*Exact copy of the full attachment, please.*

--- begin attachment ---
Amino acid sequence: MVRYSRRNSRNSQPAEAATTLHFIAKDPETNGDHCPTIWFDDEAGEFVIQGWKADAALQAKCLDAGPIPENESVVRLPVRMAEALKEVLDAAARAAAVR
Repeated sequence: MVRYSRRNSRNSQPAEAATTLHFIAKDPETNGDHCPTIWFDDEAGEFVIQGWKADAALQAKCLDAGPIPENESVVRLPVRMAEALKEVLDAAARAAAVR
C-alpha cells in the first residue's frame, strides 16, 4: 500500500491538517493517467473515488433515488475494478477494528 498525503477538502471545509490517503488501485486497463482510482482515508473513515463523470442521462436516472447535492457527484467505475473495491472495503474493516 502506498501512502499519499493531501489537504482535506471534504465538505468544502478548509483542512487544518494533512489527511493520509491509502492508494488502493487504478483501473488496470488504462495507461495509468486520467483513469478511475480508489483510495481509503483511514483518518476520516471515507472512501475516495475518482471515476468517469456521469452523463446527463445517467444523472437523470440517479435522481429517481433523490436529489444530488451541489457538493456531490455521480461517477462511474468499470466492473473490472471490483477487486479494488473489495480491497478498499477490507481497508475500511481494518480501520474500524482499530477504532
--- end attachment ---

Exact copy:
Amino acid sequence: MVRYSRRNSRNSQPAEAATTLHFIAKDPETNGDHCPTIWFDDEAGEFVIQGWKADAALQAKCLDAGPIPENESVVRLPVRMAEALKEVLDAAARAAAVR
Repeated sequence: MVRYSRRNSRNSQPAEAATTLHFIAKDPETNGDHCPTIWFDDEAGEFVIQGWKADAALQAKCLDAGPIPENESVVRLPVRMAEALKEVLDAAARAAAVR
C-alpha cells in the first residue's frame, strides 16, 4: 500500500491538517493517467473515488433515488475494478477494528 498525503477538502471545509490517503488501485486497463482510482482515508473513515463523470442521462436516472447535492457527484467505475473495491472495503474493516 502506498501512502499519499493531501489537504482535506471534504465538505468544502478548509483542512487544518494533512489527511493520509491509502492508494488502493487504478483501473488496470488504462495507461495509468486520467483513469478511475480508489483510495481509503483511514483518518476520516471515507472512501475516495475518482471515476468517469456521469452523463446527463445517467444523472437523470440517479435522481429517481433523490436529489444530488451541489457538493456531490455521480461517477462511474468499470466492473473490472471490483477487486479494488473489495480491497478498499477490507481497508475500511481494518480501520474500524482499530477504532